This report summarizes the discussions and recommendations that emerged from the Asteroid Initiative Ideas Synthesis Workshop.
NASA Posts Final Asteroid Workshop Report
In 2013, NASA kicked off the Asteroid Redirect Mission and the Asteroid Grand Challenge, collectively known as the Asteroid Initiative. On June 18, we issued a Request for Information to seek innovative ideas that could help NASA refine the objectives of the Asteroid Initiative and initial ARM concepts, to explore alternative mission concepts, and to broaden participation in the mission and planetary defense. Those ides were discussed at a fall 2013 workshop. Today, NASA posted the final report summarizing the workshop discussion and recommendations.
An unprecedented response followed the release of the RFI: the agency received 402 responses, 40 percent of which were from individuals and members of the general public.
All the ideas were evaluated and rated. 96 of the ideas were chosen to explore in greater depth at the Asteroid Initiative Workshop, held in two parts at the Lunar and Planetary Institute in Houston, Texas. The first part took place on September 30 before the government shutdown, with 150 people attended in person. The workshop resumed on November 20-22, and approximately 120 people returned. Over 2,000 people were able to participate virtually.
The purpose of the workshop was to further examine and foster a broad discussion of the most promising ideas gathered via the RFI, and to identify and synthesize ideas that could help refine the concept to find, capture and redirect, and explore an asteroid and generate new ideas for planetary defense. The workshop participants also made recommendations for further studies and next steps.
We are already acting on the ideas submitted through the RFI process. The NEOWISE spacecraft was reactivated in September 2013 to search for near-Earth asteroids that could be potential targets for the ARM.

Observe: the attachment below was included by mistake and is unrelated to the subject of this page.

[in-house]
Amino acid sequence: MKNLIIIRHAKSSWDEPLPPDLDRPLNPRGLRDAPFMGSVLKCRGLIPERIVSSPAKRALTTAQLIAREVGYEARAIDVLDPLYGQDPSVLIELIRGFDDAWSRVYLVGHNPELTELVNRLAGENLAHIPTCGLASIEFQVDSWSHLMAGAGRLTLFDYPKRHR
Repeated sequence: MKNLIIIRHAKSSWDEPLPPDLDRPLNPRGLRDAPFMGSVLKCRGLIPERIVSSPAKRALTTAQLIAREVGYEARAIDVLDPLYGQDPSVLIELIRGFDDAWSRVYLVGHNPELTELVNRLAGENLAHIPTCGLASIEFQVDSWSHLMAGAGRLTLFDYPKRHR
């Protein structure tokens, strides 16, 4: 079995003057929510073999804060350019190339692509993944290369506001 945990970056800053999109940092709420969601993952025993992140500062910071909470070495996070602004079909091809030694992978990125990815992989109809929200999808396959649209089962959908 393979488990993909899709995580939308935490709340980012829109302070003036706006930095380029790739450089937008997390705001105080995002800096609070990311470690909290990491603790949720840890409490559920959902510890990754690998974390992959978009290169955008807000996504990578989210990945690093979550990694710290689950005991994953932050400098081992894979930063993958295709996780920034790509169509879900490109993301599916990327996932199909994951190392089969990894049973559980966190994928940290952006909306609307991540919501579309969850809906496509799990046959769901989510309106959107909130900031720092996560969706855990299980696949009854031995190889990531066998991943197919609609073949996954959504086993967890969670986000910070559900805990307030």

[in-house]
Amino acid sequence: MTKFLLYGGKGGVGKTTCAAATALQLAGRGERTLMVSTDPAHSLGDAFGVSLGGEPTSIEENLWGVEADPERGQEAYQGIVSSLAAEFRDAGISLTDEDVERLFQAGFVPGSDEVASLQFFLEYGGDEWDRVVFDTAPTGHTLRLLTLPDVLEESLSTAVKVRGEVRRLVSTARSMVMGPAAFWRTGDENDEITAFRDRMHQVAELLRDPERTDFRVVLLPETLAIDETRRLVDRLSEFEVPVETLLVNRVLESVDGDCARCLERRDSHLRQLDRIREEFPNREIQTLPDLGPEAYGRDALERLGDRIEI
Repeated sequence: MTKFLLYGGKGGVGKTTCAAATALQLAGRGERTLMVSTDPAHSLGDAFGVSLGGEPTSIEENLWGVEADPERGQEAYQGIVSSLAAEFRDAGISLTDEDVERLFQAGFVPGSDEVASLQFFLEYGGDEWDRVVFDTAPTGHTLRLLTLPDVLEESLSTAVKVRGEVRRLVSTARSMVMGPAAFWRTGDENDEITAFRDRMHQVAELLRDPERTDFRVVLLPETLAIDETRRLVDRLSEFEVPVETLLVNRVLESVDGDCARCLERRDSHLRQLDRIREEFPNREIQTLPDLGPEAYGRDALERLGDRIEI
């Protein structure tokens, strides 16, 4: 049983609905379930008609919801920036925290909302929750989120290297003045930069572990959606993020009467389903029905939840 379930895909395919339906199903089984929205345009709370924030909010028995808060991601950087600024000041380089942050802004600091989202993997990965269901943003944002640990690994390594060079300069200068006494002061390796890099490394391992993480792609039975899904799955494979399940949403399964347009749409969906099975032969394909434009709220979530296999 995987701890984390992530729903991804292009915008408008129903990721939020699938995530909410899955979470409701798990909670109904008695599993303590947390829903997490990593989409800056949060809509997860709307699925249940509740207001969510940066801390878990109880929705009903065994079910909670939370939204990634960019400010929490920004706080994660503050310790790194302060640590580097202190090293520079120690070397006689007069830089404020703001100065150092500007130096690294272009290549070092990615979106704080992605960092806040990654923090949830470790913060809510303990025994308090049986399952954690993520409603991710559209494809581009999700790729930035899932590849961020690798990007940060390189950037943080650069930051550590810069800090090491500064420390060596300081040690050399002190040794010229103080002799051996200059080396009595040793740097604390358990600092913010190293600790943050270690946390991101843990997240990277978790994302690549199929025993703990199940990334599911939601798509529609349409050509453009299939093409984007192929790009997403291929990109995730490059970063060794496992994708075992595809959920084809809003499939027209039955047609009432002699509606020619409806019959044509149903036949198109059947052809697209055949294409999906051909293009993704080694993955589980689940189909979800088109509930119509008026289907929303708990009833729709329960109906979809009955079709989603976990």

Other recommendations from the workshop include holding additional forums to engage citizens in the asteroid initiative, and creating incentive prizes for milestones in both the mission and grand challenge.
NASA’s Asteroid Initiative consists of two separate but related activities: the Asteroid Redirect Mission and the Asteroid Grand Challenge. NASA is developing concepts for the mission, which would use a robotic spacecraft to capture a small near-Earth asteroid (7 to 10 meters), or remove a boulder (1 to 10 meters) from the surface of a larger asteroid, and redirect it into a stable orbit around the moon. Astronauts launched aboard the Orion crew capsule and Space Launch System rocket would rendezvous with the captured asteroid material in lunar orbit, and collect samples for return to Earth.
The grand challenge is seeking the best ideas to find all asteroid threats to human populations, and to accelerate the work that NASA is already doing for planetary defense. The Asteroid Initiative will leverage and integrate NASA’s activities in human exploration, space technology, and space science to advance the technologies and capabilities needed for future human and robotic exploration, to enable the first human mission to interact with asteroid material, and to accelerate efforts to detect, track, characterize, and mitigate the threat of potentially hazardous asteroids.
This image of a patch of sky in the constellation Pisces is among the first taken by the revived NEOWISE spacecraft's infrared cameras, and shows the ultimate target: asteroids. Appearing as a string of red dots, an asteroid can be seen in a series of exposures captured by the spacecraft.
NEOWISE's Next Light
NASA's NEOWISE spacecraft opened its "eyes" after more than two years of slumber to see the starry sky with the same clarity achieved during its prime mission. This image of a patch of sky in the constellation Pisces is among the first taken by the revived spacecraft's infrared cameras, and shows the ultimate target: asteroids. Appearing as a string of red dots, an asteroid can be seen in a series of exposures captured by the spacecraft.
The rocky body belongs to our solar system's main belt, a band of asteroids that orbits between Mars and Jupiter. NEOWISE is on the lookout for both main belt asteroids such as these, and especially for near-Earth objects (NEOs), which include asteroids and comets that pass relatively close to Earth.
The asteroid is called Holda, or 872, and was discovered in 1917.
The faint red streak in the image is an Earth-orbiting satellite passing above the NEOWISE spacecraft.
NEOWISE originated as a mission called WISE, which was put into hibernation in 2011 upon completing its goal of surveying the entire sky in infrared light. WISE cataloged three quarters of a billion objects, including asteroids, stars and galaxies. In August 2013, NASA decided to reinstate the spacecraft on a mission to find and characterize more asteroids.
JPL manages NEOWISE for NASA's Science Mission Directorate at the agency's headquarters in Washington. The Space Dynamics Laboratory in Logan, Utah, built the science instrument. Ball Aerospace & Technologies Corp. of Boulder, Colo., built the spacecraft. Science operations and data processing take place at the Infrared Processing and Analysis Center at the California Institute of Technology in Pasadena. Caltech manages JPL for NASA.